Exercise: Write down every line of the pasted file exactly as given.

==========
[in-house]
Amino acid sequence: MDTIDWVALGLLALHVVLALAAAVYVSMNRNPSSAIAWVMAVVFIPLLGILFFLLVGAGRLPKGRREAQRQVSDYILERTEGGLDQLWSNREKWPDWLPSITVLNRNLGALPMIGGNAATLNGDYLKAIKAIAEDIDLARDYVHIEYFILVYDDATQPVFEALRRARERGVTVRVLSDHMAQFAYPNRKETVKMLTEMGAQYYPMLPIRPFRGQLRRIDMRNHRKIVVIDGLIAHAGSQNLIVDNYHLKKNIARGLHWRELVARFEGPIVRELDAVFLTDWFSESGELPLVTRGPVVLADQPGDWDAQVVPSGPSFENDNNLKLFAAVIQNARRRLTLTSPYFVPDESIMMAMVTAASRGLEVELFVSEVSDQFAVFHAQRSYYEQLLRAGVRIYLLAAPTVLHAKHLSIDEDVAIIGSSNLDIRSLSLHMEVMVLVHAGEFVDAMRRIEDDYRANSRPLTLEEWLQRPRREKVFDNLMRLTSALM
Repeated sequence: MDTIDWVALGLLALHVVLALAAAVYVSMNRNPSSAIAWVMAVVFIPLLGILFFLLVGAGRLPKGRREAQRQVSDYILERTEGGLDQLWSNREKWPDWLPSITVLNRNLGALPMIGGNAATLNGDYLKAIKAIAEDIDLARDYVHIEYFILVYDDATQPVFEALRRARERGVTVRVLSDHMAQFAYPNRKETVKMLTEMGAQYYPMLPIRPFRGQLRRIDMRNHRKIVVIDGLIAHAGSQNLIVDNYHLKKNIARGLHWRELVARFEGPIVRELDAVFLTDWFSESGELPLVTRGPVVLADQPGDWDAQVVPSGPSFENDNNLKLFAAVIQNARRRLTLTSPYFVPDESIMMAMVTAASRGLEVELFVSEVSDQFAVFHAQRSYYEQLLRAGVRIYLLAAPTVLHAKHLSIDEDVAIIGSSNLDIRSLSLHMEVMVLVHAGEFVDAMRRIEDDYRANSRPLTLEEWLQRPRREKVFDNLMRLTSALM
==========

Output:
[in-house]
Amino acid sequence: MDTIDWVALGLLALHVVLALAAAVYVSMNRNPSSAIAWVMAVVFIPLLGILFFLLVGAGRLPKGRREAQRQVSDYILERTEGGLDQLWSNREKWPDWLPSITVLNRNLGALPMIGGNAATLNGDYLKAIKAIAEDIDLARDYVHIEYFILVYDDATQPVFEALRRARERGVTVRVLSDHMAQFAYPNRKETVKMLTEMGAQYYPMLPIRPFRGQLRRIDMRNHRKIVVIDGLIAHAGSQNLIVDNYHLKKNIARGLHWRELVARFEGPIVRELDAVFLTDWFSESGELPLVTRGPVVLADQPGDWDAQVVPSGPSFENDNNLKLFAAVIQNARRRLTLTSPYFVPDESIMMAMVTAASRGLEVELFVSEVSDQFAVFHAQRSYYEQLLRAGVRIYLLAAPTVLHAKHLSIDEDVAIIGSSNLDIRSLSLHMEVMVLVHAGEFVDAMRRIEDDYRANSRPLTLEEWLQRPRREKVFDNLMRLTSALM
Repeated sequence: MDTIDWVALGLLALHVVLALAAAVYVSMNRNPSSAIAWVMAVVFIPLLGILFFLLVGAGRLPKGRREAQRQVSDYILERTEGGLDQLWSNREKWPDWLPSITVLNRNLGALPMIGGNAATLNGDYLKAIKAIAEDIDLARDYVHIEYFILVYDDATQPVFEALRRARERGVTVRVLSDHMAQFAYPNRKETVKMLTEMGAQYYPMLPIRPFRGQLRRIDMRNHRKIVVIDGLIAHAGSQNLIVDNYHLKKNIARGLHWRELVARFEGPIVRELDAVFLTDWFSESGELPLVTRGPVVLADQPGDWDAQVVPSGPSFENDNNLKLFAAVIQNARRRLTLTSPYFVPDESIMMAMVTAASRGLEVELFVSEVSDQFAVFHAQRSYYEQLLRAGVRIYLLAAPTVLHAKHLSIDEDVAIIGSSNLDIRSLSLHMEVMVLVHAGEFVDAMRRIEDDYRANSRPLTLEEWLQRPRREKVFDNLMRLTSALM